Your chocolate should now be tempered. Which basically means that each molecule is back into place et your chocolate will now have a snappy texture and a glossy appearance- So tempering is a little bit like putting together lego blogs!

Keep the pan in a bigger one full of hot (not boiling) water so you can keep it at melting temperature while you work with it.

Cut up squares from the cooled strawberry ganache and dip them into the tempered chocolate. Remove carefully and leave to dry onto a silpat or grease proof paper. While still soft, you can decorate with a violet or a rose petal dipped in sugar- avalaible from delicatessens or baking supplies.

IMG_8545With thanks to

Brick à l’ oeuf

This is without a doubt my children’s favourite meal. The sort of thing you whip up on a tuesday night, amidst a very busy week, when the food delivery is due past dinner time and the only thing you have in the fridge is a packet of “brick” pastry and a few eggs…

Brick pastry is a very thin, paper like pastry sold in some supermarkets and in most asian or mediterranean shops. It is used to make dainty meat or veg parcels or tasty rolled up and fried sweets. I try to always keep some in the back of the fridge… NOt to be confused with filo pastry, it is sold flat in large circles.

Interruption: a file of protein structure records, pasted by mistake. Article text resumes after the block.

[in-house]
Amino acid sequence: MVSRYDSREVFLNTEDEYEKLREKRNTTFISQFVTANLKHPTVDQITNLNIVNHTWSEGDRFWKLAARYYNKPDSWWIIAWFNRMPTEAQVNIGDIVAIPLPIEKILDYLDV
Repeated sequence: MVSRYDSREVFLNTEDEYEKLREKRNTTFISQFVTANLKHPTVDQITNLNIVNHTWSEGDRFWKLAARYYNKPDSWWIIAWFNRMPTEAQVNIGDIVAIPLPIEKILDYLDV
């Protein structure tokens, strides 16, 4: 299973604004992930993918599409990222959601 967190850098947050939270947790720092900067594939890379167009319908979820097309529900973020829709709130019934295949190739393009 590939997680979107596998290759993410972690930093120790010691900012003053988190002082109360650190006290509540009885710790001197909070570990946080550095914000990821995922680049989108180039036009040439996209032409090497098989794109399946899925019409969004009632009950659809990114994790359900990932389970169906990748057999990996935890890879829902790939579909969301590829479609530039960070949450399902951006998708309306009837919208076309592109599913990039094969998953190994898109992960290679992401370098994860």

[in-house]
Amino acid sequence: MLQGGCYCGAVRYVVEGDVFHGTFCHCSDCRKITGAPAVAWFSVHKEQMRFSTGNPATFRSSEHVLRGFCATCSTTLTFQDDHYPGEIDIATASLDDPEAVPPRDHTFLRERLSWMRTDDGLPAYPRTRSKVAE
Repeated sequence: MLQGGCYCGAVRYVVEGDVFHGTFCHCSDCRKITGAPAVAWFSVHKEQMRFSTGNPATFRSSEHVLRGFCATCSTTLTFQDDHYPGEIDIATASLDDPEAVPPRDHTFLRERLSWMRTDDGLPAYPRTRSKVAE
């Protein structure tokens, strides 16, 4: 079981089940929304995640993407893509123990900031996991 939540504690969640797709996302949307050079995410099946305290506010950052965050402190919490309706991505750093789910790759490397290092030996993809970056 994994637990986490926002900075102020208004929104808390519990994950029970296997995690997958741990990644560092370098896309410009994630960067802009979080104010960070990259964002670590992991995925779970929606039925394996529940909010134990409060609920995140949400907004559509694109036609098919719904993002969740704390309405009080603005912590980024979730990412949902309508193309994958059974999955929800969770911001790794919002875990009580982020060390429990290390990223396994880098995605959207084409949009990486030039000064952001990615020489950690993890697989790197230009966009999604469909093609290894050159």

At home, when we were young, we would eat those “Brick a l’oeuf”  with a green salad and a sprinkling of cumin. No spice goes better with a simple egg than cumin! Take my word for it.

The instructions are easy peasy: take a sheet of brick, put it into a deep plate or a bowl so the sides are slightly raised. Break one or two eggs in the middle dip. Sprinkle some cumin and fold the sides up like a parcel.

Warm some rapeseed oil in a shallow pan and fry each parcel on both sides until the white is cooked but just before the yolk has set! This is the only skill required: The yolk needs to be runny so it oozes out when you cut up the parcel… Mop with the pastry and some salad leaves.

Brick a l'oeuf

Brick a l’oeuf

IMG_3205Enjoy a very simple pleasure.

Big Ben in gingerbread and other festive delights

I had three teenage girls in my kitchen this week-end, exchanging geeky (chemistry!) jokes and spilling laughter and edible glitter all around the place! They used our recipe from last year and wanted to build a gingerbread house, but being ambitious and competitive young things, they decided on Big Ben as a template! So here it is: Big Ben in gingerbread and sweets.

This will make a fantastic Christmas centre piece and is now displayed in prime position in our house…

We also baked and decorated lots of gingerbread shapes to give as presents in hampers and boxes. Same recipe just shorter baking time. Because the recipe has masses of honey and spices, those are really delicious as well as decorative and none of us seem to get enough of them at tea-time… They make great dunkers!IMG_3188IMG_3182

IMG_3178IMG_3180IMG_3189Well done girls! I am very proud of you and you are very welcome to come back next year! Buckingham palace this time?!